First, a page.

To practice this, we got out cups and marbles and worked with our Kindness Pals.  We labeled one cup “good” and one cup “bad” and we told our Kindness Pal everything we could remember about the day so far. As one person talked,  the other put marbles in the good side or the bad side.  When we were done most of the kids were completely surprised by all of the good things that happened that they had barely noticed: things like waking up in a warm bed, having breakfast, having someone to bring you to school. getting to play with friends before school, reading a great book in library, having Peace Class, learning a new song in Music Class and so on.  This practice can become a habit that can make us much happier and healthier in the long run.  It’s so important not to let our Negativity Bias be in charge and to really stop and notice all of the little good things that make up our lives.  Try it with your kids and see which one of your marble cups is more full!

-Linda & the Peace of Mind team

Black Children Are Not Historical Figures: The Importance of Representation in Children’s Books.

I am a public school teacher in Washington, DC. A few years ago I wanted to teach a lesson about brain science for my young students.  To my surprise, I couldn’t find a single children’s storybook that told the story I wanted to tell, and there were certainly no books on the topic that reflected the diversity of the children in my classroom.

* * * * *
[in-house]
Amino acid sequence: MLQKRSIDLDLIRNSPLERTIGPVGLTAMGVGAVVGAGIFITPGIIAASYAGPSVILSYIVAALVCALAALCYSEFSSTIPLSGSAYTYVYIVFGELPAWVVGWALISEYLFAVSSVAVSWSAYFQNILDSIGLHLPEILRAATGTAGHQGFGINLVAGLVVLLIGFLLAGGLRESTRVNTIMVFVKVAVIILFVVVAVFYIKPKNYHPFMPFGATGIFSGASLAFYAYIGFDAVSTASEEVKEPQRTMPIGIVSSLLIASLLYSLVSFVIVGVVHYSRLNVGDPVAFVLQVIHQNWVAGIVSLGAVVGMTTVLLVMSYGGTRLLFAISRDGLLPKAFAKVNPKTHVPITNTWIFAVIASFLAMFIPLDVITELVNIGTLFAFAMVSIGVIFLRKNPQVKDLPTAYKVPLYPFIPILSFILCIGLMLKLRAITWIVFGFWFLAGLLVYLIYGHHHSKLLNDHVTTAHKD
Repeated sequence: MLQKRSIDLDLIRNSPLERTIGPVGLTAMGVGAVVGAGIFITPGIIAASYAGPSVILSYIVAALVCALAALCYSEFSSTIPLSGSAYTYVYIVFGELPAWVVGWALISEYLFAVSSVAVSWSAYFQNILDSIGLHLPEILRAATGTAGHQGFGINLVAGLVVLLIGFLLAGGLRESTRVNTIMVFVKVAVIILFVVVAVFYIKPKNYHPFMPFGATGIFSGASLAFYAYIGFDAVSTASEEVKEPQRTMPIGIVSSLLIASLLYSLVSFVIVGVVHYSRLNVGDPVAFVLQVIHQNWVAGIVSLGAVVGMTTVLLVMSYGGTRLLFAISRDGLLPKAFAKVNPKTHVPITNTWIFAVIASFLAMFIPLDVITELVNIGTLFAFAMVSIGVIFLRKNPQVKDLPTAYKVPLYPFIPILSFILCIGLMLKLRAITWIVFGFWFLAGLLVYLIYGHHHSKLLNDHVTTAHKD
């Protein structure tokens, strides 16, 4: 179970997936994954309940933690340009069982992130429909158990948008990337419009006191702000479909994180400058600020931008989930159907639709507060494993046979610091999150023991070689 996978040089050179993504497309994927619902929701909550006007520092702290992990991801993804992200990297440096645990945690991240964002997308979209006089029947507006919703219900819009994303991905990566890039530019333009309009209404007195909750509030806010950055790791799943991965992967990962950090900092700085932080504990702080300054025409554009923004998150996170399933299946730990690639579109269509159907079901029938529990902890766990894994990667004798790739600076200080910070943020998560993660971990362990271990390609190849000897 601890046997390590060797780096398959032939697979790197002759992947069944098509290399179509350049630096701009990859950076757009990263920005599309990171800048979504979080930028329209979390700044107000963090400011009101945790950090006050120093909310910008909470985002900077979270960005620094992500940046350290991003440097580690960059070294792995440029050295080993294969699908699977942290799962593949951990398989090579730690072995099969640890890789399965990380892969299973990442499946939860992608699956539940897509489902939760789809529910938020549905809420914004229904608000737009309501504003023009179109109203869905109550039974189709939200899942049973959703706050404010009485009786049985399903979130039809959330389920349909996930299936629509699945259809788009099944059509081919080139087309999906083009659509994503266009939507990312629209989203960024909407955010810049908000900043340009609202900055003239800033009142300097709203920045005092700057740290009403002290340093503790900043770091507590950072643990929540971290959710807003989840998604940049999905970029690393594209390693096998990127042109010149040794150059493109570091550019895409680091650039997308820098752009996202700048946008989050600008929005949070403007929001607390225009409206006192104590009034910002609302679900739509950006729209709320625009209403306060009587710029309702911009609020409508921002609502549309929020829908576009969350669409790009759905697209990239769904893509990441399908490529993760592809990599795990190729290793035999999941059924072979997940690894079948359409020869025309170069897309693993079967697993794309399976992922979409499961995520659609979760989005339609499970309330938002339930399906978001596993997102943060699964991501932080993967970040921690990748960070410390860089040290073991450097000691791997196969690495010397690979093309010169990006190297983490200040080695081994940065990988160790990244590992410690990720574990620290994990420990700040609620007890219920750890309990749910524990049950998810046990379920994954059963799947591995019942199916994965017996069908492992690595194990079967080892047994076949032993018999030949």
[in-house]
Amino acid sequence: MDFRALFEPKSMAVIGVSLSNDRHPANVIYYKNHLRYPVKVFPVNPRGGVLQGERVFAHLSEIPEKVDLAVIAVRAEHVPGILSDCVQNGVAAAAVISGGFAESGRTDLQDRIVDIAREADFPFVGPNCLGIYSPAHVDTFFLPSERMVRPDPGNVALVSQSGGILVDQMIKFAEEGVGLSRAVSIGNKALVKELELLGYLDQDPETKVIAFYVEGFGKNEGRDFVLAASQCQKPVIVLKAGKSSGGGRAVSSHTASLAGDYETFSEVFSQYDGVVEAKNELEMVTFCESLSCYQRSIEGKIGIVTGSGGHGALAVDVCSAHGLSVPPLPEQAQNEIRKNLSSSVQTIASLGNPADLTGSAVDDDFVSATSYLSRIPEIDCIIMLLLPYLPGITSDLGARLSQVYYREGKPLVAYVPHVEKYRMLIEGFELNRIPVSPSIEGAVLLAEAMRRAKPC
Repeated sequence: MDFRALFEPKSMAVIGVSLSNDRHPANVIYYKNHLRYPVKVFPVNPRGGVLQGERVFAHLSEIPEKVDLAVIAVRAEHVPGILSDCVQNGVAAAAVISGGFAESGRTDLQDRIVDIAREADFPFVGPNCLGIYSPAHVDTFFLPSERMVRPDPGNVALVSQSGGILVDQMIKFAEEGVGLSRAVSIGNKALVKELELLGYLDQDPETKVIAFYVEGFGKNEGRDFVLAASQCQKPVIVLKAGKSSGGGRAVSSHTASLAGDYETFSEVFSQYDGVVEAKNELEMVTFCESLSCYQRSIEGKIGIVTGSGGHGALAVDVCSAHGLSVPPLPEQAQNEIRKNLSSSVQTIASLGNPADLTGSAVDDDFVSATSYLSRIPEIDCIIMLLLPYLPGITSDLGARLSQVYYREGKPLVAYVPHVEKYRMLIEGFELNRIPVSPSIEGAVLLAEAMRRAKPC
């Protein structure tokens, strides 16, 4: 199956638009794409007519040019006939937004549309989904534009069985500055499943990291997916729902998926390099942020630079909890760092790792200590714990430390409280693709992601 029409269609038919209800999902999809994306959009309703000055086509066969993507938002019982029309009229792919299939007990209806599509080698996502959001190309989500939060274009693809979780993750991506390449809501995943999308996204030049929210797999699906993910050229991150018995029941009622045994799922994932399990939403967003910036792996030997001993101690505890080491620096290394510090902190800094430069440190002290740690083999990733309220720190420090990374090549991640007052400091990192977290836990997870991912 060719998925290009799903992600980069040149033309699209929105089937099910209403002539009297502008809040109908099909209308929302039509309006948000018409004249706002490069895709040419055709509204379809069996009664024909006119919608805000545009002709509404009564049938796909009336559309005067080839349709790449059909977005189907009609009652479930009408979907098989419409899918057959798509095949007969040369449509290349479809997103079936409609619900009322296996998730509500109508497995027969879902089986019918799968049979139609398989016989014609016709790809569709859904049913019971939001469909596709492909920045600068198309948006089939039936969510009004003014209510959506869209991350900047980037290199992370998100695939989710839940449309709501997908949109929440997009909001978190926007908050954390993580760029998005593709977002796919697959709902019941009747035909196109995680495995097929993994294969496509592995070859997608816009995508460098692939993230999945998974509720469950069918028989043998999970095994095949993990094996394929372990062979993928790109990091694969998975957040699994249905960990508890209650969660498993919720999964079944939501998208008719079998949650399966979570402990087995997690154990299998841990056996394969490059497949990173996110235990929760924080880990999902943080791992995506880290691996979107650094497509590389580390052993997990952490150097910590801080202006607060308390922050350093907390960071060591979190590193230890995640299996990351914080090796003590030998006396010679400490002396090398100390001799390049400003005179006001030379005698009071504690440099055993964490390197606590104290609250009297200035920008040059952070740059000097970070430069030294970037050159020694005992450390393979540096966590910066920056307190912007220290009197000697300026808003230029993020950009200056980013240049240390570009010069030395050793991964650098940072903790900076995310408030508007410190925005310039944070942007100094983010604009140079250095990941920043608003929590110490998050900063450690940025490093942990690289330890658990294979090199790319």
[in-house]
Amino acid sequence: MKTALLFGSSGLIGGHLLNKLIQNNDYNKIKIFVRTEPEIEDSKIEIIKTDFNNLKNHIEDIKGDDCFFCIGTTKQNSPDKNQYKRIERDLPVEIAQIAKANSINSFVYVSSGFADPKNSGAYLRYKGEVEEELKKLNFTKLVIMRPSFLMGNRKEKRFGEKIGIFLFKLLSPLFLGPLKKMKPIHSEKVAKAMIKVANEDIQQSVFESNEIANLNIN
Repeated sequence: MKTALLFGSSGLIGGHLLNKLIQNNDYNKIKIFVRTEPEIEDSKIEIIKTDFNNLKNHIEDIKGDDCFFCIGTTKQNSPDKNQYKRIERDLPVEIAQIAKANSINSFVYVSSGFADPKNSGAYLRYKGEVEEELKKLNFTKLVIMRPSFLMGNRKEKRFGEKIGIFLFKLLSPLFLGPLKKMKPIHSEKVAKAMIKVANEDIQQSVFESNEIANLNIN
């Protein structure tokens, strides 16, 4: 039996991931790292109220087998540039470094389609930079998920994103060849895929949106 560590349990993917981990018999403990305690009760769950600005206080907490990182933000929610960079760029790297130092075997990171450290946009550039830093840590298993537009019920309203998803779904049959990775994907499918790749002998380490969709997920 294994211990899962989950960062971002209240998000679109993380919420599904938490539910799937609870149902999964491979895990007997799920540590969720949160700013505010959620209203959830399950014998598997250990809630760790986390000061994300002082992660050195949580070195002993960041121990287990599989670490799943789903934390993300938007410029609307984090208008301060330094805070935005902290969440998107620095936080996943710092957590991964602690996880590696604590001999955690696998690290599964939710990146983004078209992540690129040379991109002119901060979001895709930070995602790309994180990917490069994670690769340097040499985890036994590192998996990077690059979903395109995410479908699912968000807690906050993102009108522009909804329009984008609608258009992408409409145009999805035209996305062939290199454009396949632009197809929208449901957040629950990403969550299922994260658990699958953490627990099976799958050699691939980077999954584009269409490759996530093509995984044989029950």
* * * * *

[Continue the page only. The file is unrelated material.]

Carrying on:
So I wrote, illustrated and published the book I needed myself.   When it came to creating the characters in the story all I had to do was look out at my students.  My students are a diverse mix representing cultures from all over the world from Afghanistan to Kazakhstan to Ethiopia to Denmark from Guatemala to Iceland, as well as many kids both black and white born right here in DC. 

I decided to choose students that I don’t normally see in children’s books.  Students like Yoab whose family is from Ethiopia, or Tyaja whose family is from DC, or Sergio whose family is from El Salvador and Guatemala.  In DC our schools are filled with young black and brown children – in fact 78% of children in DC are children of color. But our school bookshelves don’t reflect that reality.

Continue reading

Armed with Love

All of the talk lately about school shootings and arming teachers reminded me of one of my heroes.  Antoinette Tuff was the school bookkeeper in DeKalb County Georgia who in 2013 single-handedly prevented a school shooting by disarming the potential gunman.  Did she have a weapon? No.  But she was armed with calm, kindness, and compassion.  These crucial social and emotional skills helped her to save the lives of countless children and their teachers.  

As the full-time Peace Teacher at my school teaching more than five hundred kids every week I see a big part of my role as triage. I do my best to look out for the lonely, angry ones, the ones who always seem to be alone, the ones who aren’t connecting with the other kids. I don’t know anything about their reading or math skills. There are other wonderful teachers to take care of that. All I’m concerned with is their hearts and happiness. I’m lucky to work with an amazing SEL team who can take it from there and dig in and help. Why are schools spending more and more money on guards and staff whose sole purpose is to break up fights and discipline kids? Why doesn’t every school have a Peace teacher? Why isn’t this the most urgent need? Continue reading